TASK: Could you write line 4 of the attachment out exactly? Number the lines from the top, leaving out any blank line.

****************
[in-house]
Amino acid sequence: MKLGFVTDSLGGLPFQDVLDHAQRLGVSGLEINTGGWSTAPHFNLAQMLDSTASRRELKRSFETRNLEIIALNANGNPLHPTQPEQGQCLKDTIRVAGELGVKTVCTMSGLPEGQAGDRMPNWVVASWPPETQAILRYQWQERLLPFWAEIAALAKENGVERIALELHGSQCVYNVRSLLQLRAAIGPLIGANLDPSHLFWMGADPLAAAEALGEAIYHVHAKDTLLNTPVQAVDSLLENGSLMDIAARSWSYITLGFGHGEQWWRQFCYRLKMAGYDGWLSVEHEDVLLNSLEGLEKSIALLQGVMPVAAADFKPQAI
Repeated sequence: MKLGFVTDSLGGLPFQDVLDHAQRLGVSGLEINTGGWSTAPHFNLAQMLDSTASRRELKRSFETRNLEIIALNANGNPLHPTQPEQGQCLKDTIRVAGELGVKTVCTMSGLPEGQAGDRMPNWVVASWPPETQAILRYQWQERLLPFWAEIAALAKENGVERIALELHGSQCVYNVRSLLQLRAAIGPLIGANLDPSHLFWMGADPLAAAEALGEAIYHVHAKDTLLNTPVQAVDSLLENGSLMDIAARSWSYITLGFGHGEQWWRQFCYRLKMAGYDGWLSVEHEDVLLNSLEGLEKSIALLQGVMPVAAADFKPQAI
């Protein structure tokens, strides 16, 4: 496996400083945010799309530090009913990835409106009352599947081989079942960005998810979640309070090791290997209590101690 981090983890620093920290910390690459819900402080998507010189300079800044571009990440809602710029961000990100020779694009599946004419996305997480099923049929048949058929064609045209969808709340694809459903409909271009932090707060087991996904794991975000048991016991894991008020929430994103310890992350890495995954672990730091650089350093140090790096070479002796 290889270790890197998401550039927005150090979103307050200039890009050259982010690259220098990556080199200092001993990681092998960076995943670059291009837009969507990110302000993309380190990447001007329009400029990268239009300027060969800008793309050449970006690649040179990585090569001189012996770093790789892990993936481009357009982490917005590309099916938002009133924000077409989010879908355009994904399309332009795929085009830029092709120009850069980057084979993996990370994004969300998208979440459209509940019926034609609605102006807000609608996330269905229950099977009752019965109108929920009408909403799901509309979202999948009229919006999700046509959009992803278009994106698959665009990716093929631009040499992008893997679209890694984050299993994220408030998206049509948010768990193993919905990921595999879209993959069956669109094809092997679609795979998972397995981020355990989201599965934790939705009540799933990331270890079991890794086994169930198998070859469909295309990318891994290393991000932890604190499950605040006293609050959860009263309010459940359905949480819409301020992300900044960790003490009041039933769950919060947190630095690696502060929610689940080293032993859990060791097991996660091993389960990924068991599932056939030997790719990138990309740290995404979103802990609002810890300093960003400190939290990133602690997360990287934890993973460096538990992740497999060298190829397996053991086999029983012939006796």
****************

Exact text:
């Protein structure tokens, strides 16, 4: 496996400083945010799309530090009913990835409106009352599947081989079942960005998810979640309070090791290997209590101690 981090983890620093920290910390690459819900402080998507010189300079800044571009990440809602710029961000990100020779694009599946004419996305997480099923049929048949058929064609045209969808709340694809459903409909271009932090707060087991996904794991975000048991016991894991008020929430994103310890992350890495995954672990730091650089350093140090790096070479002796 290889270790890197998401550039927005150090979103307050200039890009050259982010690259220098990556080199200092001993990681092998960076995943670059291009837009969507990110302000993309380190990447001007329009400029990268239009300027060969800008793309050449970006690649040179990585090569001189012996770093790789892990993936481009357009982490917005590309099916938002009133924000077409989010879908355009994904399309332009795929085009830029092709120009850069980057084979993996990370994004969300998208979440459209509940019926034609609605102006807000609608996330269905229950099977009752019965109108929920009408909403799901509309979202999948009229919006999700046509959009992803278009994106698959665009990716093929631009040499992008893997679209890694984050299993994220408030998206049509948010768990193993919905990921595999879209993959069956669109094809092997679609795979998972397995981020355990989201599965934790939705009540799933990331270890079991890794086994169930198998070859469909295309990318891994290393991000932890604190499950605040006293609050959860009263309010459940359905949480819409301020992300900044960790003490009041039933769950919060947190630095690696502060929610689940080293032993859990060791097991996660091993389960990924068991599932056939030997790719990138990309740290995404979103802990609002810890300093960003400190939290990133602690997360990287934890993973460096538990992740497999060298190829397996053991086999029983012939006796």